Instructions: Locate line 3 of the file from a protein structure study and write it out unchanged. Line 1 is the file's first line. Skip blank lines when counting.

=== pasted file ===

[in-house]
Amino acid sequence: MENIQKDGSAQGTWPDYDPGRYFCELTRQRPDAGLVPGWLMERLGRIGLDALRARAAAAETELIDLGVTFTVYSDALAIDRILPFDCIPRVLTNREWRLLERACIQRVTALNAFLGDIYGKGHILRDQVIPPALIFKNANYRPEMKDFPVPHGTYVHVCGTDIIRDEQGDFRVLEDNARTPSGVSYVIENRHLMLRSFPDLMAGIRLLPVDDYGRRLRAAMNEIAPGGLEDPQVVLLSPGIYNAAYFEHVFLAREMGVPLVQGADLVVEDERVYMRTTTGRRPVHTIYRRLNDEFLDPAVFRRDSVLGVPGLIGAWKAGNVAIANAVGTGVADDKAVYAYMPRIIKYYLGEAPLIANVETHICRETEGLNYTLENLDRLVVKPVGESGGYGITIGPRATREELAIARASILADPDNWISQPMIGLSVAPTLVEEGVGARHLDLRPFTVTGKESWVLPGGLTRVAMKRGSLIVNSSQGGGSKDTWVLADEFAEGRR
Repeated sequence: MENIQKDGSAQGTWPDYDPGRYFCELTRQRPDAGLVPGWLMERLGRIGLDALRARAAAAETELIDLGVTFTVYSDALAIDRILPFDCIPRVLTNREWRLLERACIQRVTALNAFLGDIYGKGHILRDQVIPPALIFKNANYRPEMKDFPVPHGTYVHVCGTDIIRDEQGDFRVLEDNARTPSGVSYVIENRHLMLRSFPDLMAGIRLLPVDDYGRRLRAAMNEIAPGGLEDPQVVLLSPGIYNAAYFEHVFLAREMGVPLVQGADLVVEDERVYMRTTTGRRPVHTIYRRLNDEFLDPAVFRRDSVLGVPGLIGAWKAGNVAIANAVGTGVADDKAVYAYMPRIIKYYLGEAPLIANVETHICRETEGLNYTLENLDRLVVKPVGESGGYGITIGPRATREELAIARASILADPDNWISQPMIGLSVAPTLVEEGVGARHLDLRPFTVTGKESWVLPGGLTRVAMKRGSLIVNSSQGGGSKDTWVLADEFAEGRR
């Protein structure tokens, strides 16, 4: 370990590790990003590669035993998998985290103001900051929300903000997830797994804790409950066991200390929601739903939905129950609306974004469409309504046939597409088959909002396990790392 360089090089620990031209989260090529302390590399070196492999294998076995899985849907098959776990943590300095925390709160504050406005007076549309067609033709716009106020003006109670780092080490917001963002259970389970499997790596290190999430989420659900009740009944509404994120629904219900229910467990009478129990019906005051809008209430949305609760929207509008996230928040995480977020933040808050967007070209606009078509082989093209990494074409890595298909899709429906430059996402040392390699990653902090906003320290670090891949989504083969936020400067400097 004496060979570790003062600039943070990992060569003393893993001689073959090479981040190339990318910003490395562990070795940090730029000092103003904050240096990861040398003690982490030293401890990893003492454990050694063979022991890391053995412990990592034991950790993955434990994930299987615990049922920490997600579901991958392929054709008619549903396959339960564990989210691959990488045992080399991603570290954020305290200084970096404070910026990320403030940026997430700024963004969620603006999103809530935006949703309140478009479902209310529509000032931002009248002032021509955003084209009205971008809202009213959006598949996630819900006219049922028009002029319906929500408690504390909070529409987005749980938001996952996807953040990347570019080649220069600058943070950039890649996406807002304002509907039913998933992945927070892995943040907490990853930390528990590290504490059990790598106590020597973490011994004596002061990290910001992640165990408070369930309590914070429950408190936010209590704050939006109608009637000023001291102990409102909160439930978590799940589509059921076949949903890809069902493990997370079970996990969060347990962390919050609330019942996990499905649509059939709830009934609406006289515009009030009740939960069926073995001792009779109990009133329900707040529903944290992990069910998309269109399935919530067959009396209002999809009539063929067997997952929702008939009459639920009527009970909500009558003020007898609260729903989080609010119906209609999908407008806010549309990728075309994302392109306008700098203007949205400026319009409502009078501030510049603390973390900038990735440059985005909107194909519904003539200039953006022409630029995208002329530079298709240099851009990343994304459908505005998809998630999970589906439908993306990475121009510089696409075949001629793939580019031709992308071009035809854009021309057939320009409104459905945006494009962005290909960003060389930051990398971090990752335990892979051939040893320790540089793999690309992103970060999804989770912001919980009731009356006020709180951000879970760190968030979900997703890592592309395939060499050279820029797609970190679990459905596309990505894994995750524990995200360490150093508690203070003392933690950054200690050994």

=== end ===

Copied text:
Repeated sequence: MENIQKDGSAQGTWPDYDPGRYFCELTRQRPDAGLVPGWLMERLGRIGLDALRARAAAAETELIDLGVTFTVYSDALAIDRILPFDCIPRVLTNREWRLLERACIQRVTALNAFLGDIYGKGHILRDQVIPPALIFKNANYRPEMKDFPVPHGTYVHVCGTDIIRDEQGDFRVLEDNARTPSGVSYVIENRHLMLRSFPDLMAGIRLLPVDDYGRRLRAAMNEIAPGGLEDPQVVLLSPGIYNAAYFEHVFLAREMGVPLVQGADLVVEDERVYMRTTTGRRPVHTIYRRLNDEFLDPAVFRRDSVLGVPGLIGAWKAGNVAIANAVGTGVADDKAVYAYMPRIIKYYLGEAPLIANVETHICRETEGLNYTLENLDRLVVKPVGESGGYGITIGPRATREELAIARASILADPDNWISQPMIGLSVAPTLVEEGVGARHLDLRPFTVTGKESWVLPGGLTRVAMKRGSLIVNSSQGGGSKDTWVLADEFAEGRR